Provide a list of popular travel sites, map of the eight islands, and compare size of each island. Which island is right for your group?
List of available lodgings, major cities to visit, holidays and festivals
List of activities to do and see on each island, names and locations of areas tourist would enjoy.
List possible expenses, personal and regular items needed, as well as money for travel, fees.
- Basic Budget Worksheet - Customize your expenses using suggested framework.
You have all learned many features about the
Hawaiian Islands. When your group has completed the tasks, check and see if your group has considered the following:
1. Gathered enough information to decide where you want to to go, transportation, places to stay
2. Created a daily agenda of the day’s events.
3. Created a list of expenses and added costs.
4. Completed an itinerary and budget
5. Written friendly letters to persuade someone to go with you.
Each of you will bring a certain viewpoint to the answer: some of you will agree and others disagree. Use information, pictures, facts, etc. from the WebPages you explored to convince your teammates that your ideas are important and should be part of your team's choices where to go and what to spend.
Each group member will be given an individual and a group grade:
Each member will be graded on the following:
Information and images collected 10
Quality of facts collected 10
Content, organization, and correct 20
Grammar, neatness of writing products 10
Originality of letter 10
Total Points 50
Group grades will be based on:
Variety and accurateness of
Itinerary and budget 20
Working together as a team 10
Completion of all the steps 20
Total points 50
By completing this assignment, you have gained the use of the computer and the Internet to search as well used other sources, worked cooperatively, and learned a wealth of information about the
Hawaiian Islands. The creation of an itinerary and budget will help you to see what you have planned for the day. By knowing the amount of money needed, you will be able to adjust your expenses. You have improved your writing skills by writing to a friend or relative encouraging them to share what you will experience.
-the Aloha State Pathfinder” created by Elizabeth Slawson Hawaii
FACTS AND SYMBOLS, Hilltop Books, HAWAII , 2000. Gives information about the state. Minnesota
Great resource, “
, A Mixing Pot of Colors” helps celebrate Hawaii ’s diversity of cultures and ethnicities that blend together on the Hawaii Hawaiian Islands.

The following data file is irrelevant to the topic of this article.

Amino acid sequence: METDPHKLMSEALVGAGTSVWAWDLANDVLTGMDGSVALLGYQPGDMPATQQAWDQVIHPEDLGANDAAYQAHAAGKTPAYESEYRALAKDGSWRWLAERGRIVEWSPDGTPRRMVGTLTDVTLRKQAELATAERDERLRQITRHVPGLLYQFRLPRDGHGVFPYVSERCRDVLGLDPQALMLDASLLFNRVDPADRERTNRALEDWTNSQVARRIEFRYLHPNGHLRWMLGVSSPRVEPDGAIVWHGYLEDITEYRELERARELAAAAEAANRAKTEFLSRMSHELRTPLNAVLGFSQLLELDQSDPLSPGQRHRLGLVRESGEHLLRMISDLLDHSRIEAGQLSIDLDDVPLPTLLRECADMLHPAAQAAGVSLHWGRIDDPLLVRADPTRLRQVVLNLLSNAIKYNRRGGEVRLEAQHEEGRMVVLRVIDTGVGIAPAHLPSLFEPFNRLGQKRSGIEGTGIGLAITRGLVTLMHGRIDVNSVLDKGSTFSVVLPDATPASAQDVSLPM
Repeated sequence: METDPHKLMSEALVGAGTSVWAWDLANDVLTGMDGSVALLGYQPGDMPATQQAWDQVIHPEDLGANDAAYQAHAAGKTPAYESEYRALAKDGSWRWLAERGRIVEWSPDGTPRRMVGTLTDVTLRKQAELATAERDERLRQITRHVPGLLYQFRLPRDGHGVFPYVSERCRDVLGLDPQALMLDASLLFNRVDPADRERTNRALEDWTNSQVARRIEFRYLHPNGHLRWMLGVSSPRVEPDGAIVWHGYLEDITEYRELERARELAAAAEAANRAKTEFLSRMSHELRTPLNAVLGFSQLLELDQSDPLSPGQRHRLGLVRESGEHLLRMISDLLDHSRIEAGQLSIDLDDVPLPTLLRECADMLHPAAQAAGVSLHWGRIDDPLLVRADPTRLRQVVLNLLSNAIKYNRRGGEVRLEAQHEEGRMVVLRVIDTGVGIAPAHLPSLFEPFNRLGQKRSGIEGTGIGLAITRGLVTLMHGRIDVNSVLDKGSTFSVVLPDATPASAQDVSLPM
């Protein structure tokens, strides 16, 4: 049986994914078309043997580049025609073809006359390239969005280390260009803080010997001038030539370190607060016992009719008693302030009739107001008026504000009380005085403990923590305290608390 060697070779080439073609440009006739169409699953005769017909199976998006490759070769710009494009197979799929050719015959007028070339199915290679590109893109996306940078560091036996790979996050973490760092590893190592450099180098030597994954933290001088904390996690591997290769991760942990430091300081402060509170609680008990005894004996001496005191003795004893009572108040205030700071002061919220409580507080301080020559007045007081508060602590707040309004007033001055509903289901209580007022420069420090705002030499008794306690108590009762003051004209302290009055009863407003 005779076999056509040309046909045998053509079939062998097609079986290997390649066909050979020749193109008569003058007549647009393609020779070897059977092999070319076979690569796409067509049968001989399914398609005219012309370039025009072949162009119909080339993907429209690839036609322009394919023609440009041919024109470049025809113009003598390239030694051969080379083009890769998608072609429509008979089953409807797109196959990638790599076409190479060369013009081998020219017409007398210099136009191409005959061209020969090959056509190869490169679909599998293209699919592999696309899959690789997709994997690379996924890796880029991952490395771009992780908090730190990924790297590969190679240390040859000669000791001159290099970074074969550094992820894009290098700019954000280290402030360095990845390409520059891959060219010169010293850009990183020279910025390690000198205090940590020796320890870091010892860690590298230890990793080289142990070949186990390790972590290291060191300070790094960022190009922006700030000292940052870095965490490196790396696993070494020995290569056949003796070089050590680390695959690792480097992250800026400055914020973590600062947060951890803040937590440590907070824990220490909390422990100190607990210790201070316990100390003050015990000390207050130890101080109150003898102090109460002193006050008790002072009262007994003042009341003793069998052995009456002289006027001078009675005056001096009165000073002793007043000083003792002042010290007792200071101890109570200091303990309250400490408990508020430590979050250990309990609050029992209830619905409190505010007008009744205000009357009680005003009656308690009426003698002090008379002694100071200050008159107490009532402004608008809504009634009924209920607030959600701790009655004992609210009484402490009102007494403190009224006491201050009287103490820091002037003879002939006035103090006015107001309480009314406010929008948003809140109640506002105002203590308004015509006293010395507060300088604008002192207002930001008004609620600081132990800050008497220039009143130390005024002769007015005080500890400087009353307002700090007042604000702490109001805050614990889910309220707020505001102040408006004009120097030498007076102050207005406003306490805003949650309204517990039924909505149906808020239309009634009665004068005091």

http://www.lizardpoint.com/fun/geoquiz/usaquiz.html “Test Your Geography Knowledge”- may select regions of the world to test names of countries, states
“GeoBee Challenge”, http://www.nationalgeographic.com/geobee/ -provides 5 new geography questions daily.
http://www.carmensandiego.com/- build school reading, math, geography, word, critical thinking skills as Acme detectives are in the pursuit of Carmen Sandiego’s Gang.
http://puzzlemaker.com-Discovery’s school allows students to make a variety of on-line puzzles. Good for emphasizing vocabulary
http://www.indianastandards.org/grade2.asp?subj=soc,Indiana Department of Education provides a list of academic skills for all subjects. This Webquest meets the following:
Social Studies: Standard 3 Geography
English/Language Arts Academic Standards
Standard 2: READING: Comprehension
color landform maps of the
example, geography resources that led to…
Website from the Library of Congress mainly for elementary and middle school students.
“Neighborhood Map Machine 2.0”,
Grades 1-5; this software helps strengthen social studies skills by creating maps for countries or states. Facilitates important map and geography skills specifically for first through third grade. Described as a hands-on program; students create maps of their own neighborhoods, communities etc.
“Mapmaker’s toolkit, grades 4-12”,
CD-Rom and teacher’s guide allows students to explore over 450 maps of the world. Included are theme maps that cover key events and issues in U.S. History.
Students can customize and print current and historical maps.
Content by Elizabeth Slawson